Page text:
At the Hawaii Pacific Health's Heart Centers, we believe that a "Healthier Hawaii" starts with healthier communities. That's why we work closely with local and national organizations to promote heart disease awareness, prevention, diagnosis and treatment. Below are just a few of our community partnerships that are making a difference every day.
Partnering with UH Athletics
Pali Momi Medical Center, a member of the Hawaii Pacific Health family of medical centers has donated seven automated external defibrillators, or AEDs, to the University of Hawaii Athletics Department for use throughout its men’s and women’s programs.
An AED is a portable device that monitors a heart’s rhythm and sends an electric shock to the heart to try to restore a normal rhythm if there is distress. The units donated by Pali Momi are actually AED Plus devices, which means that in addition to the electric shock, they can also monitor the quality of the CPR being administered to the patient and provide real-time feedback to the individual administering the care.
“As a proud health care partner of the University of Hawaii Athletics Program, we take our role of keeping our UH athletes healthier very seriously,” said Art Gladstone, chief executive officer of Pali Momi Medical Center and Straub Medical Center. “These devices can be used during practices and games to provide real time, lifesaving help should the need arise.”
Stroke Awareness for Kauai's Children
Wilcox Medical Center has partnered with the American Heart Association/American Stroke Association Hawaii Division to educate Kauai students on how to spot a stroke and save a life. Representatives from Wilcox and the American Heart Association/American Stroke Association have visited Kauai elementary and middle schools throughout the school year to teach students about the warning signs of a stroke.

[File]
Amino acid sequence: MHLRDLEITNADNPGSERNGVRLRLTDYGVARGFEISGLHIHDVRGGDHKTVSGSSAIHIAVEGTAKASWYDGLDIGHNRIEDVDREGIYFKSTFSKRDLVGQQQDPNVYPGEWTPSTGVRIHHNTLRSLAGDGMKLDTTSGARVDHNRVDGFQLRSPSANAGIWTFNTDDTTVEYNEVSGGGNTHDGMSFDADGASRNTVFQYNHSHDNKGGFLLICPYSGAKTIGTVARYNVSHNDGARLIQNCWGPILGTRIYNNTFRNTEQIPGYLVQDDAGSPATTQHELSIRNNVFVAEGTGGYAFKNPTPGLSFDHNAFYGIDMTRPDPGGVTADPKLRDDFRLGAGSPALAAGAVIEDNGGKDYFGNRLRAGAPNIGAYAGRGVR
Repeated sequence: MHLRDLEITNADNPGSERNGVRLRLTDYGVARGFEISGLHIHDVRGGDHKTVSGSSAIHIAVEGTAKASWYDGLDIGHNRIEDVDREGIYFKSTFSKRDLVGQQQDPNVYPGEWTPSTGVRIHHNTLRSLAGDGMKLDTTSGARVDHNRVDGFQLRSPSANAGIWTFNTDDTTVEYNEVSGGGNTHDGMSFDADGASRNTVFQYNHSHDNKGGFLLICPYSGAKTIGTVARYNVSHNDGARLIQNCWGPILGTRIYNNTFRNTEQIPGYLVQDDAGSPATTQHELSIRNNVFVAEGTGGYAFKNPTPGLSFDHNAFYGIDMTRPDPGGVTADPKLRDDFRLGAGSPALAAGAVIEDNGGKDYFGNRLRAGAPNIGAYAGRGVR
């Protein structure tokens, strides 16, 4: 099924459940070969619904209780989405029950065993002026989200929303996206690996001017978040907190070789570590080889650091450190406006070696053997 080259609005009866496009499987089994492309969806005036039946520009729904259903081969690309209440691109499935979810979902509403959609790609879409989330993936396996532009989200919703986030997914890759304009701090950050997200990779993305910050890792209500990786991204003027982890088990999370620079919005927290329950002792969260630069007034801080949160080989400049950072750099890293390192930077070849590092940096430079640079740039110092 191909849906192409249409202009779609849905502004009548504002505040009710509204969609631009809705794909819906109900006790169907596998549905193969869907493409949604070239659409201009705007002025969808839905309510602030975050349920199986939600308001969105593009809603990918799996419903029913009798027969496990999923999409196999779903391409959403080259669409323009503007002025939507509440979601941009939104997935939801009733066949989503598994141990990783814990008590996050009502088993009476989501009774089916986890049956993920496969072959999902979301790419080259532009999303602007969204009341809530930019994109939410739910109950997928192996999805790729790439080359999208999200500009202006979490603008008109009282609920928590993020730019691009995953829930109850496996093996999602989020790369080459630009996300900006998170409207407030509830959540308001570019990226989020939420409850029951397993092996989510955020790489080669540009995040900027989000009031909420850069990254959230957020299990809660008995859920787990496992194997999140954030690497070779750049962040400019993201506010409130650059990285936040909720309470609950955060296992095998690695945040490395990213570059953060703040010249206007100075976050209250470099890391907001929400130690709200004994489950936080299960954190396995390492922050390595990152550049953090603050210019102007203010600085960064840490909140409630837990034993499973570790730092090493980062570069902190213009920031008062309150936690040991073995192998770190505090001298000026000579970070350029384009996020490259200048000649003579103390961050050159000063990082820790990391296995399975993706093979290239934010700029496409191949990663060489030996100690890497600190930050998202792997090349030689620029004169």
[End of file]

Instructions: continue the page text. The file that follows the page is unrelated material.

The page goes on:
Nearly 7,000 Kauai elementary and middle school students have participated in the educational program. Every student receives a magnet highlighting the F.A.S.T. stroke warning signs and a flyer with additional information to bring home to discuss with their family. They also receive a lifesaver rubber duck if they return the signed form to their school after discussing the stroke warning signs with their family.
“Our goal with this program is to educate children on how to quickly recognize any warning signs of a stroke so that they can take that message home to their families and we can reduce the impact of stroke in our community,” said Jen H. Chahanovich, president and CEO of Wilcox Medical Center.
MEGA Heart for Education
The Hawaii Pacific Health Heart Centers regularly brings its MEGA Heart to school and community events to teach keiki about the importance of exercise, nutrition and overall heart health. The American Heart Association Hawaii Chapter’s Heart Walk, Boys & Girls Club of Hawaii clubhouses and local elementary schools are just some of the locations that we have visited with our MEGA Heart.
The MEGA Heart is an enormous inflatable heart (approximately 13 feet high by 15 feet wide by 26 feet long!) that kids and adults can actually walk through and explore. It provides a highly interactive educational experience that increases people’s awareness of America’s number one killer: heart disease.
Visitors can see inside the human heart, learn about cardiovascular functions, observe examples of various types of heart disease, and see displays of some of the latest medical treatments for heart problems.